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I’ve been away for a bit. However, if anyone cares, I am now a tandem reviewer. With great pleasure and endless frustration, my dear father-in-law is visiting for a few months and will be teaching me how to properly evaluate tea!! He is a fairly well recognized actor who starred in the highest grossing Malaysian movie to date. Nonetheless, he is a kind old man who has tolerated a white devil son-in-law, therefore I hold him in fairly high esteem. He has (of course) been drinking Chinese tea for his entire life (>7 decades). I’ll try to be a good student. Anyway, onto the tea!

I humbly express a huge “thank you” to Angel for the generous samples.

Sheng Ancient tree Puerh

Dry aroma: puerh, not remarkable
Wet aroma: sweet, honey, freshly cut cherry or maple…Pleasant and exciting

Yixing small pot…208F 30-45 sec after two washes (substantial discussions with Chinese grandfather as to the reason, but OK)

First steep: (I’m going to go narrative from here on because the flow, as the tea demand it). The pre-drink aroma was pleasant if unremarkable, but the first sip was oddly delicious and a bit scary. My mind thought, “strange brew”, but I must have more. This is definately Puerh, but Puerh with a funny, not unpleasant twist. I couldn’t put a finger on the curiosity….therefore I had to wake my wife to translate for Mr Lim (my FIL) He did a lot of gesturing and loud talking to express himself. Turns out, he was saying “cats should be grass” “Mao Xu Cao” which translates into Orthosiphonius (Chinese herb). He was quite excited at this point.

The second steep was for three. My wife joined us in the evaluation. This tea is getting stronger and smoother. The partakers are becoming happier. An interesting thing happened at this point. My esteemed Father-in-law began speaking about the goodness, tastiness of the bitterness. I hadn’t noticed much if any bitterness, except for a little bite at the end. What I might have thought as a detriment, my father knew as an attribute…. New way of thinking and tasting….
He is correct. He has experience. I could explain the taste in terms of barkyness or mossiness, but I will simply say that this tea has everything you might expect from a sheng puerh, but it has a significance that appeals to the novice and is noticed by the expert.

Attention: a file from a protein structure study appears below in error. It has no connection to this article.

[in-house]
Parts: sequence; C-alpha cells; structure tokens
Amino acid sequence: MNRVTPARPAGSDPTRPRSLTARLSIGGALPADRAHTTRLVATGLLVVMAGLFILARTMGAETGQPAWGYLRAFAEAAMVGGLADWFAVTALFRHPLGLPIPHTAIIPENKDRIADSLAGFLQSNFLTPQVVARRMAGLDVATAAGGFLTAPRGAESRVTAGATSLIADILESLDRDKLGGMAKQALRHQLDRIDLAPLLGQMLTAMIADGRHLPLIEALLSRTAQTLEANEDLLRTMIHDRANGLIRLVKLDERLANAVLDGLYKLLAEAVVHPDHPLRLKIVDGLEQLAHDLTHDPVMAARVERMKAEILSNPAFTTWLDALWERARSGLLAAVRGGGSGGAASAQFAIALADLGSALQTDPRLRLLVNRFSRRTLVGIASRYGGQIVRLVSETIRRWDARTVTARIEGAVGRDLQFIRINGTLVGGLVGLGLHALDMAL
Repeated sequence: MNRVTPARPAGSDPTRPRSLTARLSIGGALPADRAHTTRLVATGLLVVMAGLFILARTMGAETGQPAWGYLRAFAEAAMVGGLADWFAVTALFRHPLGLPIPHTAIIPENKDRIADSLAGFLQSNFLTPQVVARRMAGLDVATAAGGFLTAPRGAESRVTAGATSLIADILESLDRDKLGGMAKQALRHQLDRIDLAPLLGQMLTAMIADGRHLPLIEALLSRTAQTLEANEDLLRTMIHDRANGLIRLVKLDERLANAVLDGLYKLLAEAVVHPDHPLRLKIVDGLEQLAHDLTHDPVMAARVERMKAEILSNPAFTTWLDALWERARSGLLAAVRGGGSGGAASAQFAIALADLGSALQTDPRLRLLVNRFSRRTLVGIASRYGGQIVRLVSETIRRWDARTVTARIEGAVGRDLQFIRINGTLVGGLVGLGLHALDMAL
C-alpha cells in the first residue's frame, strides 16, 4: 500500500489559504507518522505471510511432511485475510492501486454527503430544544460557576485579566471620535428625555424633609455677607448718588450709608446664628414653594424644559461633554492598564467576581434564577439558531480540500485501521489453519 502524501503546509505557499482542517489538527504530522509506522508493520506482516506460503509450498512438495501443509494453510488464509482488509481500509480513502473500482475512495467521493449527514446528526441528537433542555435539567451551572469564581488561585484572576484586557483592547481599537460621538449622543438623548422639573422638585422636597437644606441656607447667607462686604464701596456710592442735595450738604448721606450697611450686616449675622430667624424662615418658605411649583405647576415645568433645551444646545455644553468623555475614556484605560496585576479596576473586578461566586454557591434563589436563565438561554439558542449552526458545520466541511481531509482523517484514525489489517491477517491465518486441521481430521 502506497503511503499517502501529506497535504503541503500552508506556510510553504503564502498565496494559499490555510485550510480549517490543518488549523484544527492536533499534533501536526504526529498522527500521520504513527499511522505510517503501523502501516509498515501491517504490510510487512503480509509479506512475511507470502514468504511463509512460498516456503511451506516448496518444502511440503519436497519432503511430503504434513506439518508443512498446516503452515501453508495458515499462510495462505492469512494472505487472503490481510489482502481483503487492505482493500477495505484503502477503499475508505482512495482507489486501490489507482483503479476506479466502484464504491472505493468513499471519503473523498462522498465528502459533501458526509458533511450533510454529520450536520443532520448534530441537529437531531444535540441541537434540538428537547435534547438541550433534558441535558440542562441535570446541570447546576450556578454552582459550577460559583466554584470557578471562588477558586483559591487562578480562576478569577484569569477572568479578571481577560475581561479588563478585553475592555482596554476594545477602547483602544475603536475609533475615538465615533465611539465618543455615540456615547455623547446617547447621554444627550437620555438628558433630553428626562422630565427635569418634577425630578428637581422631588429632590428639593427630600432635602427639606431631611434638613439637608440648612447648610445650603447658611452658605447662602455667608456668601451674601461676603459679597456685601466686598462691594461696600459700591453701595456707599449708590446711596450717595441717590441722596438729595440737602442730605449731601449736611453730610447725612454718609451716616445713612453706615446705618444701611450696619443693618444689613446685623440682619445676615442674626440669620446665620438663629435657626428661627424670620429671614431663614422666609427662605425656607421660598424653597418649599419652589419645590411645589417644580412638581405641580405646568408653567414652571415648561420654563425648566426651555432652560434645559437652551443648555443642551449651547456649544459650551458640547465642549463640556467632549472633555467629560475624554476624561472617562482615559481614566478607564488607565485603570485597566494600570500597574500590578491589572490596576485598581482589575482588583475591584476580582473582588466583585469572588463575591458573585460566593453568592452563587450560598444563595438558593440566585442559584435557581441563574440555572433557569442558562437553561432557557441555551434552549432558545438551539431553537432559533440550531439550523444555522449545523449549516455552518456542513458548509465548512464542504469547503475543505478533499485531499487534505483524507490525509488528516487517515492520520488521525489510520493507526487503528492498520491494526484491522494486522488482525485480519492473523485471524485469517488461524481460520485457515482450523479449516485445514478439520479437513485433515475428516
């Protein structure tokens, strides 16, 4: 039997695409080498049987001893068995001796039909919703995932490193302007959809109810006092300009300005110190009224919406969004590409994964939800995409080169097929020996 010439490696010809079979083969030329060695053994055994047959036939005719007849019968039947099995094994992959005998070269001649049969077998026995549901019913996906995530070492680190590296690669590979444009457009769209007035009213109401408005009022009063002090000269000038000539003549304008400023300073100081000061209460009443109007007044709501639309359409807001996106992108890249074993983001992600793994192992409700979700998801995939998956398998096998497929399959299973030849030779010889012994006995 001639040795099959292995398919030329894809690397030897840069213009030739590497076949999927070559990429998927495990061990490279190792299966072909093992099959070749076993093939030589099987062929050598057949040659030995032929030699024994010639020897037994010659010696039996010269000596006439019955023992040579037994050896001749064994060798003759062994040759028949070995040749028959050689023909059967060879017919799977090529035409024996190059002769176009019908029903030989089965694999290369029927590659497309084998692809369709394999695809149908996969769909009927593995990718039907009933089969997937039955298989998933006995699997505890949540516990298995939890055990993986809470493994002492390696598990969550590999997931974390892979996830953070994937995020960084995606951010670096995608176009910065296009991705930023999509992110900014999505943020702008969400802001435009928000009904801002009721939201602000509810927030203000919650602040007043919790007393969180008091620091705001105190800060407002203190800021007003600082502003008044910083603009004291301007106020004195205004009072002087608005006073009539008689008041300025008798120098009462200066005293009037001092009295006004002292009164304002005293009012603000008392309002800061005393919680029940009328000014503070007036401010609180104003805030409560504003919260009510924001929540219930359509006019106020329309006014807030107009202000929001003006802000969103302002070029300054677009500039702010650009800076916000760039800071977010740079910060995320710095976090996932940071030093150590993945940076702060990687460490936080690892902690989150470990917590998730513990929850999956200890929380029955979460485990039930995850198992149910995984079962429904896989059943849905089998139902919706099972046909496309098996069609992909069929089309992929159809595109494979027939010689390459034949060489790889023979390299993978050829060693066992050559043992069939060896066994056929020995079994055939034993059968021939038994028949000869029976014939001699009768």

This is a tea that should be tasted because it has some uncommon attributes that are exceedingly pleasant.

Preparation
205 °F / 96 °C 1 min, 0 sec
Bonnie

How lovely to have people at home to drink tea with and who know what to look for. I drink alone most of the time which isn’t best. I hope your FIL has a wonderful visit!

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Bonnie

How lovely to have people at home to drink tea with and who know what to look for. I drink alone most of the time which isn’t best. I hope your FIL has a wonderful visit!

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Bio

My foray into Asian culture in general and tea specifically began about two decades ago upon meeting my future wife early in our university years. I call it my Sino-ification, but generally it took more than a decade to become an honorary Chinese at least in the eyes of my family. I am still casually referred to as “white devil”, “barbarian” and “big nose”. However, I am indebted to my Chinese in-laws and asian friends for instilling in me, among other things,a great respect and love of tea culture, and all of its nuances.

Over the years, we have had the great fortune to travel throughout Asia, particularly in Korea, Singapore, Hong Kong, and of course in Malaysia. Along the way always eating the local fare and drinking tea.

I am so glad to finally be connected to this site to further my knowledge and appreciation of tea.

Location

Lexington, KY / KL Malaysia

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